We encourage HUD to build on the critical steps announced today by updating the nation's Healthy Homes Survey, which estimates the number of houses at risk for both lead and other housing-related diseases and injuries. Furthermore, we call for the creation of a plan to identify specific locations of both lead-based paint and lead pipes in all the nation's housing stock, so that we know where the lead hazards are. This would supplement CDC's efforts to provide GIS mapping of elevated blood lead levels called for by the Senate appropriations committee last week in its report language for the health appropriations bill.  

In addition to addressing public housing, Castro's announcement includes efforts to remediate lead hazards in low-income private sector housing where the risks are greatest. He announced $46.5 million in new lead hazard control grants to 15 state and local jurisdictions, with millions more to follow in the coming months.

In a very positive step, the toolkit encourages interagency collaboration with CDC and EPA on lead poisoning prevention. The Coalition and NCHH strongly support this and urge the Administration to convene a cabinet-level interagency task force to develop and implement a plan to eliminate lead poisoning. One us (Jacobs) participated in the prior such presidential task force in 2000, but Congress didn't provide adequate funding to carry out the plan and met the goal of eliminating lead poisoning. The plan and funding numbers need to be updated, and we must commit ourselves as a nation to provide the resources to get the job done. The savings will be enormous‎ – HUD's lead hazard control program is estimated to have a return on investment of at least $17 per dollar spent.

Indeed, both Secretary Castro and I would be the first to acknowledge that the goal of protecting all children from lead poisoning will not be achieved at current funding levels. That is why the NCHH and the Coalition and others have been working with Congress to increase funding. And we have had some success. Committees in Congress have provided for an increase in $50 million for HUD’s lead poisoning prevention efforts in both public and private housing. The Coalition has requested that HUD’s program be increased from $110 million last year to at least $230 million – a funding level drawn from the interagency plan on lead developed 15 years ago. There is simply no excuse to permit this problem to continue for even more decades into the future; we know how to solve it, and we should act on what we know. We need to #findfixfund: Find exactly where the lead hazards are, fix them using both short- and long-term proven methods, and obtain the funding to make it a reality.
 
Finally, the Secretary’s call means that all of us must do more. That means the private sector should contribute to the solution, as should philanthropy. We need real partnerships with housing, medical, public health, financing, community development, environmental, construction, inspection, and other allied professions – and, of course, parents and community groups. All of us can and must redouble our efforts to end this entirely preventable disease.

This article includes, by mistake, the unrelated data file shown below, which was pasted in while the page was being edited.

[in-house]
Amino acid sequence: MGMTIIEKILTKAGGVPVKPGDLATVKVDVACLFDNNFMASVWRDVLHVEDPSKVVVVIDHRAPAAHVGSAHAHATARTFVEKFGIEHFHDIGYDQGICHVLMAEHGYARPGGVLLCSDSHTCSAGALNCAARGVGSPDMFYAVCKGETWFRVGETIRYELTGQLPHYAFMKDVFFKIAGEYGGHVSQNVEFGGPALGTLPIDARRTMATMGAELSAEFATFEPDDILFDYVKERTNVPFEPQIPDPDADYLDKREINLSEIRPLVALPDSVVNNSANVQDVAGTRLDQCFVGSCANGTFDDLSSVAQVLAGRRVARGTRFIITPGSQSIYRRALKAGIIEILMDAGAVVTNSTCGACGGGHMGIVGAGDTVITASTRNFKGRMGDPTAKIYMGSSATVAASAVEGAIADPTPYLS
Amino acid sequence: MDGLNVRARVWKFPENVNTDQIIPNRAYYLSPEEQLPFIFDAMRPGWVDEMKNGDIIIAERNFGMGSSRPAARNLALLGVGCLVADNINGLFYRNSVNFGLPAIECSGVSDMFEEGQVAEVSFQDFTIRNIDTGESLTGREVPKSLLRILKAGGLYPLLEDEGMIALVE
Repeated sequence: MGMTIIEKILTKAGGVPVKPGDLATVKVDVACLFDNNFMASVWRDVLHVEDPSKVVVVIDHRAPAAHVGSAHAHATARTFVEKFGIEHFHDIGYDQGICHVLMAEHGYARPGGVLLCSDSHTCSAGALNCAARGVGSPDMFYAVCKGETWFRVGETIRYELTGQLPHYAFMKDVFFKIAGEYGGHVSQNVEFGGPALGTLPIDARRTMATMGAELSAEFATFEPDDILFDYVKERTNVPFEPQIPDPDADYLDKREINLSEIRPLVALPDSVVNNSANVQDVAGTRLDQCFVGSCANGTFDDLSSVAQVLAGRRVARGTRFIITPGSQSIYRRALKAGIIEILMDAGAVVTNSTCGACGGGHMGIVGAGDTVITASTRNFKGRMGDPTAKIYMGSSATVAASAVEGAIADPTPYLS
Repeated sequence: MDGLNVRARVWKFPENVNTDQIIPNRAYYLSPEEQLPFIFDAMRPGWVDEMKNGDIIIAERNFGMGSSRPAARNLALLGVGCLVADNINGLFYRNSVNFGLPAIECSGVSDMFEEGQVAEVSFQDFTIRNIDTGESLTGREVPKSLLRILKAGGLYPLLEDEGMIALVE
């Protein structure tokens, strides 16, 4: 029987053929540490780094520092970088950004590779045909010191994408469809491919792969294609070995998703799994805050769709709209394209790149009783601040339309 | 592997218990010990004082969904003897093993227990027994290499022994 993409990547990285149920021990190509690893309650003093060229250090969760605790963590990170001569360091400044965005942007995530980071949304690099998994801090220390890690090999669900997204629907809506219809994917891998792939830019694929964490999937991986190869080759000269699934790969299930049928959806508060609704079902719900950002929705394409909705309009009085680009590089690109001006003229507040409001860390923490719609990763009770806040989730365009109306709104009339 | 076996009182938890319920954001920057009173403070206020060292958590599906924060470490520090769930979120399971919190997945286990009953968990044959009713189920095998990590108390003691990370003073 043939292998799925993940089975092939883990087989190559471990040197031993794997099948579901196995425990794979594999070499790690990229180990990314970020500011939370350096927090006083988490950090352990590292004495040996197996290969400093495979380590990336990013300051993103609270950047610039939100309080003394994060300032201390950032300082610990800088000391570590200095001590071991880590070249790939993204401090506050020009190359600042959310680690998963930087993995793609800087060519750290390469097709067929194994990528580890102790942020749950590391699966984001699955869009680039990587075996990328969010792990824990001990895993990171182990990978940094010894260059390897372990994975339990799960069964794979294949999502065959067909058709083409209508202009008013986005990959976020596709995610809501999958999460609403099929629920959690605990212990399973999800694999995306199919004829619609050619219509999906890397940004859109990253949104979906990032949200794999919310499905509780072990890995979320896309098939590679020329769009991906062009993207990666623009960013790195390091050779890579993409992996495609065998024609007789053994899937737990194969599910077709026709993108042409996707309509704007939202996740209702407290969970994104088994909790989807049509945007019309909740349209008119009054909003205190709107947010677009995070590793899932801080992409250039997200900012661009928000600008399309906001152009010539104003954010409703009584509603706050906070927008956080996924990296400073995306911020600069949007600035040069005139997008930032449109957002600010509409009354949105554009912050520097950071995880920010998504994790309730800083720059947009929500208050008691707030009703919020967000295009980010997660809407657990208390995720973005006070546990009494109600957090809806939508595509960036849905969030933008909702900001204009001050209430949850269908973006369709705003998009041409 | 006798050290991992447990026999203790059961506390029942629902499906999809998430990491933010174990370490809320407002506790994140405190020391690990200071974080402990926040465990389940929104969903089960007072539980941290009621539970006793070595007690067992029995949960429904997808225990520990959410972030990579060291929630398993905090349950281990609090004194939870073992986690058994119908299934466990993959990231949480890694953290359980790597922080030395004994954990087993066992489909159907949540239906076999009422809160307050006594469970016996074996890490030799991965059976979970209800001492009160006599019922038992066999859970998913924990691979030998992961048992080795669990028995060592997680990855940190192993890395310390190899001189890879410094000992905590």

If you're attending the National Environmental Health Association/HUD conference in San Antonio this week, we encourage you to join our "Find It, Fix It, Fund It" meeting Tuesday, June 14, 2016, at 4:50 p.m. in conference room 11, where we'll work together on a plan to eliminate lead poisoning.

Fund Healthy Housing NOW!

ACT NOW to ensure continued funding for HUD’s Office of Lead Hazard Control and Healthy Homes and CDC’s Healthy Homes and Lead Poisoning Prevention Program!

The home is the most dangerous place for U.S. families. Nearly six million families live in housing rivaling that of developing countries, with broken heating and plumbing, holes in walls and windows, roach and rodent infestation, falling plaster, crumbling foundations, and leaking roofs. Millions more in all 50 states live in housing with serious health and safety hazards including mold, exposed wiring, radon, unvented heaters, toxic chemicals, broken stairs, missing smoke detectors, and other hazards. Home-based interventions to address health hazards improve health and have a large return on investment: Each dollar invested in lead paint hazard control results in a return of $17 to $221, and each dollar invested in asthma home-based interventions that include education and remediation results in a return of $5.30 to $14.00.

That's why it makes both great common sense and great fiscal sense to direct more funding to the critical government programs that invest money in America's future by making homes safer and healthier. Unfortunately, these programs are always in serious danger of debilitating budget cutting.

Please take these simple steps now to ensure healthy homes and lead hazard control and lead /poisoning prevention programs continue!


STEP 1: SIGN your organization on to the attached letter to Congress for HUD and CDC funding.

Click here to sign on to the attached letter. And forward these links to your networks!


STEP 2: CALL your representative in the U.S. House!

1. Call the U.S. Capitol switchboard at 202.224.3121 and ask to be connected to your representative. (If you don't know who your representative is, the switchboard can tell you based on your address.)

2. Ask to speak with the staff person who handles the health or housing issues for the office.

3. When you reach or leave a message for the staffer (or speak to the receptionist if the staffer is not available), tell him or her:

  • "I'm calling to urge Representative [representative's last name] to sign on to the Congresswoman Slaughter sign-on letter in support of healthy homes and lead poisoning prevention funding for HUD and CDC. The sign-on letter deadline is March 19.
  • "I also urge the representative to submit a request to the health appropriations subcommittee to fund CDC’s Healthy Homes and Lead Poisoning Prevention Program at $29 million.
  • "These funds will ensure the protection of over 500,000 lead-poisoned children who need CDC-funded services.
  • "Thank you!"

STEP 3: Call your senators! (Coming soon!)

Only you can help us win this budget battle.